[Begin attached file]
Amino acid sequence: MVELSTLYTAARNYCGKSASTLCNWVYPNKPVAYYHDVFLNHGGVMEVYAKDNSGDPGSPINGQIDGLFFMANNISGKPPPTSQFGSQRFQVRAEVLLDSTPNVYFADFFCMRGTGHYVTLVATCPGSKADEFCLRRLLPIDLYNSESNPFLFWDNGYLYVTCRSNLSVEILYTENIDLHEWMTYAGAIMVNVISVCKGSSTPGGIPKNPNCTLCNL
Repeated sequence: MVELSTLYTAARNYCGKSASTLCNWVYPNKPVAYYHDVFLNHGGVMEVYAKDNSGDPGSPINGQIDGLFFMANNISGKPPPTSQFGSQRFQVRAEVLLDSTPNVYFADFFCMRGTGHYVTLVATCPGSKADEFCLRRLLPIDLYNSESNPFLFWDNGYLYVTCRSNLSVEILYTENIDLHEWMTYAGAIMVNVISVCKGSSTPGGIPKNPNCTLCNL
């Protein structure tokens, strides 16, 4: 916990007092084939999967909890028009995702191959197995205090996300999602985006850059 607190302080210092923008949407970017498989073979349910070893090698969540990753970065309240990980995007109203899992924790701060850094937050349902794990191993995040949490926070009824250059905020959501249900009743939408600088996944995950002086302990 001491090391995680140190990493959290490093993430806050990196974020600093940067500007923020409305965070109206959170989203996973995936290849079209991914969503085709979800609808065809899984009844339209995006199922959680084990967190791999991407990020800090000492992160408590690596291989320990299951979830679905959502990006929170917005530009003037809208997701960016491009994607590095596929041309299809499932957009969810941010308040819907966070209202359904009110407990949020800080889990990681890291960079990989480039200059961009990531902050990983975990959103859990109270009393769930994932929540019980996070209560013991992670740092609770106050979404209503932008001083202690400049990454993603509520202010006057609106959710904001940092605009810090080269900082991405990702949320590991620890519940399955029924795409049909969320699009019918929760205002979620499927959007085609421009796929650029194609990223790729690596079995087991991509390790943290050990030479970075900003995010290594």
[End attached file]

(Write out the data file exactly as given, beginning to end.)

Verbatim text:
Amino acid sequence: MVELSTLYTAARNYCGKSASTLCNWVYPNKPVAYYHDVFLNHGGVMEVYAKDNSGDPGSPINGQIDGLFFMANNISGKPPPTSQFGSQRFQVRAEVLLDSTPNVYFADFFCMRGTGHYVTLVATCPGSKADEFCLRRLLPIDLYNSESNPFLFWDNGYLYVTCRSNLSVEILYTENIDLHEWMTYAGAIMVNVISVCKGSSTPGGIPKNPNCTLCNL
Repeated sequence: MVELSTLYTAARNYCGKSASTLCNWVYPNKPVAYYHDVFLNHGGVMEVYAKDNSGDPGSPINGQIDGLFFMANNISGKPPPTSQFGSQRFQVRAEVLLDSTPNVYFADFFCMRGTGHYVTLVATCPGSKADEFCLRRLLPIDLYNSESNPFLFWDNGYLYVTCRSNLSVEILYTENIDLHEWMTYAGAIMVNVISVCKGSSTPGGIPKNPNCTLCNL
């Protein structure tokens, strides 16, 4: 916990007092084939999967909890028009995702191959197995205090996300999602985006850059 607190302080210092923008949407970017498989073979349910070893090698969540990753970065309240990980995007109203899992924790701060850094937050349902794990191993995040949490926070009824250059905020959501249900009743939408600088996944995950002086302990 001491090391995680140190990493959290490093993430806050990196974020600093940067500007923020409305965070109206959170989203996973995936290849079209991914969503085709979800609808065809899984009844339209995006199922959680084990967190791999991407990020800090000492992160408590690596291989320990299951979830679905959502990006929170917005530009003037809208997701960016491009994607590095596929041309299809499932957009969810941010308040819907966070209202359904009110407990949020800080889990990681890291960079990989480039200059961009990531902050990983975990959103859990109270009393769930994932929540019980996070209560013991992670740092609770106050979404209503932008001083202690400049990454993603509520202010006057609106959710904001940092605009810090080269900082991405990702949320590991620890519940399955029924795409049909969320699009019918929760205002979620499927959007085609421009796929650029194609990223790729690596079995087991991509390790943290050990030479970075900003995010290594």